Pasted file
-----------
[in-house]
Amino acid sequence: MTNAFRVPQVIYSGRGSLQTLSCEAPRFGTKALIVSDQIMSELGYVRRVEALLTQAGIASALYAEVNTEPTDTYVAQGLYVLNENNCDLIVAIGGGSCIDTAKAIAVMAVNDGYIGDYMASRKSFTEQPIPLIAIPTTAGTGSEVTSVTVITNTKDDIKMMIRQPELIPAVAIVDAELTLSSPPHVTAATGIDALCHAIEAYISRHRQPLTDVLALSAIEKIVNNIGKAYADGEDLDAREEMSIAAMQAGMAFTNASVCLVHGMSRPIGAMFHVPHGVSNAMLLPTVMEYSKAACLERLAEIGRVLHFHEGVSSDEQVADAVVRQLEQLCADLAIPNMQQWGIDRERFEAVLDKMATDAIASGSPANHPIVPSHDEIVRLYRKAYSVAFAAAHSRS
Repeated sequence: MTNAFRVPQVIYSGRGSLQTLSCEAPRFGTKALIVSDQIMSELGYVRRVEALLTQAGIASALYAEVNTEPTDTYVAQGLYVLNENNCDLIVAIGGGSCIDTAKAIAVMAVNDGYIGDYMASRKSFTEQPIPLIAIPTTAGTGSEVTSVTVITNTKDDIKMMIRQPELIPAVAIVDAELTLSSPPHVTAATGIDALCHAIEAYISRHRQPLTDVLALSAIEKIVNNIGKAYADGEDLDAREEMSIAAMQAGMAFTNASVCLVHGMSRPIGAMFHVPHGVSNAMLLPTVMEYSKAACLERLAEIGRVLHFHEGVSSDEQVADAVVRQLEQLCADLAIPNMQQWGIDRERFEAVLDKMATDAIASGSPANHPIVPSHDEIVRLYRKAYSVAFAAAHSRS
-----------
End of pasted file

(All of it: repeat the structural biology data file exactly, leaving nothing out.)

[in-house]
Amino acid sequence: MTNAFRVPQVIYSGRGSLQTLSCEAPRFGTKALIVSDQIMSELGYVRRVEALLTQAGIASALYAEVNTEPTDTYVAQGLYVLNENNCDLIVAIGGGSCIDTAKAIAVMAVNDGYIGDYMASRKSFTEQPIPLIAIPTTAGTGSEVTSVTVITNTKDDIKMMIRQPELIPAVAIVDAELTLSSPPHVTAATGIDALCHAIEAYISRHRQPLTDVLALSAIEKIVNNIGKAYADGEDLDAREEMSIAAMQAGMAFTNASVCLVHGMSRPIGAMFHVPHGVSNAMLLPTVMEYSKAACLERLAEIGRVLHFHEGVSSDEQVADAVVRQLEQLCADLAIPNMQQWGIDRERFEAVLDKMATDAIASGSPANHPIVPSHDEIVRLYRKAYSVAFAAAHSRS
Repeated sequence: MTNAFRVPQVIYSGRGSLQTLSCEAPRFGTKALIVSDQIMSELGYVRRVEALLTQAGIASALYAEVNTEPTDTYVAQGLYVLNENNCDLIVAIGGGSCIDTAKAIAVMAVNDGYIGDYMASRKSFTEQPIPLIAIPTTAGTGSEVTSVTVITNTKDDIKMMIRQPELIPAVAIVDAELTLSSPPHVTAATGIDALCHAIEAYISRHRQPLTDVLALSAIEKIVNNIGKAYADGEDLDAREEMSIAAMQAGMAFTNASVCLVHGMSRPIGAMFHVPHGVSNAMLLPTVMEYSKAACLERLAEIGRVLHFHEGVSSDEQVADAVVRQLEQLCADLAIPNMQQWGIDRERFEAVLDKMATDAIASGSPANHPIVPSHDEIVRLYRKAYSVAFAAAHSRS